MADRID (Reuters) - Surging natural gas prices across Europe could hinder the economic recovery in Spain, where small businesses crucial to local employment are more exposed than elsewhere on the continent to steep rises in power bills.
The fallout from record high gas prices has hit even food producers as suppliers of carbon dioxide - used in the vacuum packing of food products to extend their shelf life and to put the fizz into beer and soft drinks - seize up.
Spain is particularly exposed to the spike in household fuel bills due to a high share of customers with flexible tariffs, which are sensitive to price movements, analysts say.
Small businesses, which account for a disproportionately high 61.3% of Spanish economic activity and 71.9% of total employment, are suffering especially.
Less able than large corporations to weather the high prices, they say they are struggling to invest in re-hiring and expansion as the economy emerges from the COVID-19 pandemic which saw gross domestic product shrink a historic 10.8% in 2020.
“We can hardly cover expenses,” said Mayra Maldonado, 41, who runs a historic dry cleaning shop in the centre of Madrid with her partner, Gladys Mariscal.
“In a pre-COVID August, we had a turnover of 6,000 euros and about 600 euros of power bill. This August we have made 3,000 euros and we paid 1,050 euros for electricity.”
Maldonado worked through an August heatwave when the temperature routinely exceeded 40 degrees Celsius with hardly any air conditioning in an effort to keep down bills in a business needing electrical appliances during peak hours.
After working as an employee for 15 years she took over the business in March 2020, a few days before the first major lockdown was imposed.
“We have a turnover 40% of what this dry cleaner was making, remote work has affected us a lot.”
POTENTIAL SAVINGS DRAIN
Recent indicators pointed to a solid revival of the economy, as high vaccination rates bolstered activity and tourists flocked to sunny destinations over the summer. The government expects the economy to rebound to pre-pandemic levels by the end of 2021.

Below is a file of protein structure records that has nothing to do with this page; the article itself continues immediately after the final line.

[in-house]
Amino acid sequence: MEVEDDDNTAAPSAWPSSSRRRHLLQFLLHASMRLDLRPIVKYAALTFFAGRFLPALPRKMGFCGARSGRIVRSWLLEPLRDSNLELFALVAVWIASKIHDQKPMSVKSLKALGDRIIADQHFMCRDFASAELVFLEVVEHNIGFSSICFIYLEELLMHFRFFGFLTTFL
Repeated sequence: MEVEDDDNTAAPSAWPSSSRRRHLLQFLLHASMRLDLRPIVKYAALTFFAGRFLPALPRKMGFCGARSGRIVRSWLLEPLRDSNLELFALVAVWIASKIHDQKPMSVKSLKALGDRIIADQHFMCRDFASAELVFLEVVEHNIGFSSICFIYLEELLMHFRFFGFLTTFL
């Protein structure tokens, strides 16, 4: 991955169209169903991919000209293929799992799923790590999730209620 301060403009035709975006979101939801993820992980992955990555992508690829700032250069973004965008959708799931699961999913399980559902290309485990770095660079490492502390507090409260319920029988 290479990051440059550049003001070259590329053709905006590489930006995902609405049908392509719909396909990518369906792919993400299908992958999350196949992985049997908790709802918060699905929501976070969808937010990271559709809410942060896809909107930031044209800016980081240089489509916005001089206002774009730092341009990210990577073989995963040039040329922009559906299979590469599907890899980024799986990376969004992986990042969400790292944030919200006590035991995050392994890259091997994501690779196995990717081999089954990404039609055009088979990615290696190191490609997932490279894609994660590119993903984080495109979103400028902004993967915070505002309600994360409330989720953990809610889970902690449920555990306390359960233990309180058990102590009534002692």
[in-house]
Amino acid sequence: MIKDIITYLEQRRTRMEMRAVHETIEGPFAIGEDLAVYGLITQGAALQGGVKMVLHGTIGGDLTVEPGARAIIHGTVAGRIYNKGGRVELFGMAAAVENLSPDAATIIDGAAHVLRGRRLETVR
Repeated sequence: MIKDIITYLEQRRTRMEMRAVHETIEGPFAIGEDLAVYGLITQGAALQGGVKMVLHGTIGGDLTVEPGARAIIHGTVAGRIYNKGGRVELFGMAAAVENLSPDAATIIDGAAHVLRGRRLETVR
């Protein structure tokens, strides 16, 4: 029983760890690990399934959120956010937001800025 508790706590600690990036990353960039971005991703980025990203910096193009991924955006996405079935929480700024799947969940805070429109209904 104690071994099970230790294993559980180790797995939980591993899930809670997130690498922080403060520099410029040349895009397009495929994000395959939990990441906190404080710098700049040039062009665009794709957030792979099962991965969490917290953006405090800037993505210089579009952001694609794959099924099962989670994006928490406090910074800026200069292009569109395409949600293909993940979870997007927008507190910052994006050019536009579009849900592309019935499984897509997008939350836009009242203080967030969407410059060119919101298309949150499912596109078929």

However, the recovery so far has been heavily dependent on spending by consumers who are now facing 35% annual rises in their power bills.
That could drain 20 billion euros in savings for households and small businesses, according to estimates by Raymond Torres, chief economist of the Funcas thinktank
“The impact of the power hike comes after a terrible crisis. It is not the same to assume these costs now than in 2019,” said Luis Aribayos, secretary general of Spain’s association of small and medium-sized companies.
The Bank of Spain, in line with the European Central Bank, said the rise is temporary and will not affect the economy. But analysts reckon that even if transitory, this will erode profit margins and competitiveness.
“Small businesses have had to empty the coffers and go into debt. They can’t take it anymore,” Aribayo said.
The government approved last week an emergency package to mitigate the rise in prices, reducing taxes and putting a cap on gas, so that it does not pick up all the increase in the wholesale markets.
Italy and Greece are in a similar position and are looking for Spanish-style solutions to prevent sudden price rises from hitting consumers’ pockets. Britain too is mulling support for energy companies and has warned that more of its energy suppliers could be forced out of business.
For the time being, Spanish businesses - who could see the impact of the government salve in upcoming bills - have decided to absorb these increases and not pass them on to their customers, slowing the inflationary spiral.
“Prices can’t be touched, they can’t be raised. If you go up 50 cents, the customer leaves. But for us, the increase in electricity is much more. We have not touched prices for five years,” said Maldonado.
Torres estimates that inflation will reach 4.5% by the end of the year, the highest in more than a decade, and said that although transitory, the impact on the recovery will have a negative impact.
“The rise in prices is more pronounced in Spain than in Italy and France, even exceeding euro zone inflation and that is not a positive element for our competitiveness,” said Alicia Coronil, chief economist at Singular Bank, also warning of a deterioration in consumer sentiment.
Reporting by Belén Carreño; Editing by Emelia Sithole-Matarise